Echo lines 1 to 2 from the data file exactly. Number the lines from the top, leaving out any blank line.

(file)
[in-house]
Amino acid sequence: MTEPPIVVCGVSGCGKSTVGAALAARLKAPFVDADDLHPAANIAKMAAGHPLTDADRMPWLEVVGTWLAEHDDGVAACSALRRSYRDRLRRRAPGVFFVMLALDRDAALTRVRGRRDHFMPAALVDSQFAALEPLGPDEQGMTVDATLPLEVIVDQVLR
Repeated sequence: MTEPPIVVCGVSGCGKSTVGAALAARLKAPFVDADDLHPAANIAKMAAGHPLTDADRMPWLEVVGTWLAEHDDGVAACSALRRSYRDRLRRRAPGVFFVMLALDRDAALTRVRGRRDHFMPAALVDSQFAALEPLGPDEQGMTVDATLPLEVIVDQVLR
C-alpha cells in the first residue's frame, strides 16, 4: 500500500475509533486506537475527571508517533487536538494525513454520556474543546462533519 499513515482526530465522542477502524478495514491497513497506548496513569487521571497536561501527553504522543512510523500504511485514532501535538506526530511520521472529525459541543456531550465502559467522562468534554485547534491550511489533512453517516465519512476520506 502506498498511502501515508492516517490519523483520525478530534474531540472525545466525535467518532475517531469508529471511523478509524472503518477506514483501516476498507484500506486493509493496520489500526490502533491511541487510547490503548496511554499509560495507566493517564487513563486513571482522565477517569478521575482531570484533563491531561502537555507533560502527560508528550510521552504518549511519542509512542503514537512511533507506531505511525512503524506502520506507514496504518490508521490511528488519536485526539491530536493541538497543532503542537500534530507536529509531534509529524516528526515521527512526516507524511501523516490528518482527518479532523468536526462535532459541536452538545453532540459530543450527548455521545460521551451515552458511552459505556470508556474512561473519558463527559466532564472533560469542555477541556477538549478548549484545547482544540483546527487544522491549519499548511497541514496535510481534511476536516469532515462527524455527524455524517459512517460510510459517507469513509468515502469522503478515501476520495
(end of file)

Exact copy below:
[in-house]
Amino acid sequence: MTEPPIVVCGVSGCGKSTVGAALAARLKAPFVDADDLHPAANIAKMAAGHPLTDADRMPWLEVVGTWLAEHDDGVAACSALRRSYRDRLRRRAPGVFFVMLALDRDAALTRVRGRRDHFMPAALVDSQFAALEPLGPDEQGMTVDATLPLEVIVDQVLR